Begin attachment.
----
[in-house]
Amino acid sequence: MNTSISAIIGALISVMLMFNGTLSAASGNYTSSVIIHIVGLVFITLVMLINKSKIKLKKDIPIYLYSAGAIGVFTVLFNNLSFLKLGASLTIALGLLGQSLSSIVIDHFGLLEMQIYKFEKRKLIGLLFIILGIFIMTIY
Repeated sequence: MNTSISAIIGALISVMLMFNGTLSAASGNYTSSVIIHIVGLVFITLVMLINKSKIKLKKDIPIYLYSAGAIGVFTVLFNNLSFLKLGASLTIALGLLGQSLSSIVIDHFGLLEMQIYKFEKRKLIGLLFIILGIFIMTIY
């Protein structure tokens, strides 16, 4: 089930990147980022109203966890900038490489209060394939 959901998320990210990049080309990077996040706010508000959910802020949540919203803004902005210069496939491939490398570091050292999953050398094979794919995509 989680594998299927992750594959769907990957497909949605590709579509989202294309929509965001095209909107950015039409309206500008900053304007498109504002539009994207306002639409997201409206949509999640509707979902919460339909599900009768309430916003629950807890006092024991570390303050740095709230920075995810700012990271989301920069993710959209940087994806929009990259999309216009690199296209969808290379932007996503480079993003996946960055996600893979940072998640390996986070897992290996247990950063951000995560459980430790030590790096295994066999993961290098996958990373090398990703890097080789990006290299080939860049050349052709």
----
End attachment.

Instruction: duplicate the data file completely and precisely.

[in-house]
Amino acid sequence: MNTSISAIIGALISVMLMFNGTLSAASGNYTSSVIIHIVGLVFITLVMLINKSKIKLKKDIPIYLYSAGAIGVFTVLFNNLSFLKLGASLTIALGLLGQSLSSIVIDHFGLLEMQIYKFEKRKLIGLLFIILGIFIMTIY
Repeated sequence: MNTSISAIIGALISVMLMFNGTLSAASGNYTSSVIIHIVGLVFITLVMLINKSKIKLKKDIPIYLYSAGAIGVFTVLFNNLSFLKLGASLTIALGLLGQSLSSIVIDHFGLLEMQIYKFEKRKLIGLLFIILGIFIMTIY
């Protein structure tokens, strides 16, 4: 089930990147980022109203966890900038490489209060394939 959901998320990210990049080309990077996040706010508000959910802020949540919203803004902005210069496939491939490398570091050292999953050398094979794919995509 989680594998299927992750594959769907990957497909949605590709579509989202294309929509965001095209909107950015039409309206500008900053304007498109504002539009994207306002639409997201409206949509999640509707979902919460339909599900009768309430916003629950807890006092024991570390303050740095709230920075995810700012990271989301920069993710959209940087994806929009990259999309216009690199296209969808290379932007996503480079993003996946960055996600893979940072998640390996986070897992290996247990950063951000995560459980430790030590790096295994066999993961290098996958990373090398990703890097080789990006290299080939860049050349052709």